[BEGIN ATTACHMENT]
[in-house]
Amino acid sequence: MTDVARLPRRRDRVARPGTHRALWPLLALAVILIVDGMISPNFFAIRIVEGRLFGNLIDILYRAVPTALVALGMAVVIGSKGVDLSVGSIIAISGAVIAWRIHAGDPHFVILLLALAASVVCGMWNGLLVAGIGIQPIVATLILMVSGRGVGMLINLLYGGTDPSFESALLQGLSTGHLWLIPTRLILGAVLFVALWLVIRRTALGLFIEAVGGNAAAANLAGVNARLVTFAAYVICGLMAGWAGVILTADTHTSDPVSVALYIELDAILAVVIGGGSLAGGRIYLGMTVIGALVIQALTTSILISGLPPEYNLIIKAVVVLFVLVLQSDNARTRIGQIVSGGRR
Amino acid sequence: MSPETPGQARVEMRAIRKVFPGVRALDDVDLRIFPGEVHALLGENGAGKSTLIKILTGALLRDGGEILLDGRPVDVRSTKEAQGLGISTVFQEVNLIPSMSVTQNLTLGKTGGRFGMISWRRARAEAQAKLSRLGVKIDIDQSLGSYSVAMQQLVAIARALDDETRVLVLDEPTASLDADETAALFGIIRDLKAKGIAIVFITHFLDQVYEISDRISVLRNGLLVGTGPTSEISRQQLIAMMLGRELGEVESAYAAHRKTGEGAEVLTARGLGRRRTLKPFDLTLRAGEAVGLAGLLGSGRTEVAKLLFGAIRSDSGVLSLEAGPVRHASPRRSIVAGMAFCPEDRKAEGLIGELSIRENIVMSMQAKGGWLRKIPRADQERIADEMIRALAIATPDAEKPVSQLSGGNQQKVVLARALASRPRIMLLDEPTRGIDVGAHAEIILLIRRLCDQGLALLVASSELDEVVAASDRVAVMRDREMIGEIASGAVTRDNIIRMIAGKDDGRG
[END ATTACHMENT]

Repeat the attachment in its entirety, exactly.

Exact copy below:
[in-house]
Amino acid sequence: MTDVARLPRRRDRVARPGTHRALWPLLALAVILIVDGMISPNFFAIRIVEGRLFGNLIDILYRAVPTALVALGMAVVIGSKGVDLSVGSIIAISGAVIAWRIHAGDPHFVILLLALAASVVCGMWNGLLVAGIGIQPIVATLILMVSGRGVGMLINLLYGGTDPSFESALLQGLSTGHLWLIPTRLILGAVLFVALWLVIRRTALGLFIEAVGGNAAAANLAGVNARLVTFAAYVICGLMAGWAGVILTADTHTSDPVSVALYIELDAILAVVIGGGSLAGGRIYLGMTVIGALVIQALTTSILISGLPPEYNLIIKAVVVLFVLVLQSDNARTRIGQIVSGGRR
Amino acid sequence: MSPETPGQARVEMRAIRKVFPGVRALDDVDLRIFPGEVHALLGENGAGKSTLIKILTGALLRDGGEILLDGRPVDVRSTKEAQGLGISTVFQEVNLIPSMSVTQNLTLGKTGGRFGMISWRRARAEAQAKLSRLGVKIDIDQSLGSYSVAMQQLVAIARALDDETRVLVLDEPTASLDADETAALFGIIRDLKAKGIAIVFITHFLDQVYEISDRISVLRNGLLVGTGPTSEISRQQLIAMMLGRELGEVESAYAAHRKTGEGAEVLTARGLGRRRTLKPFDLTLRAGEAVGLAGLLGSGRTEVAKLLFGAIRSDSGVLSLEAGPVRHASPRRSIVAGMAFCPEDRKAEGLIGELSIRENIVMSMQAKGGWLRKIPRADQERIADEMIRALAIATPDAEKPVSQLSGGNQQKVVLARALASRPRIMLLDEPTRGIDVGAHAEIILLIRRLCDQGLALLVASSELDEVVAASDRVAVMRDREMIGEIASGAVTRDNIIRMIAGKDDGRG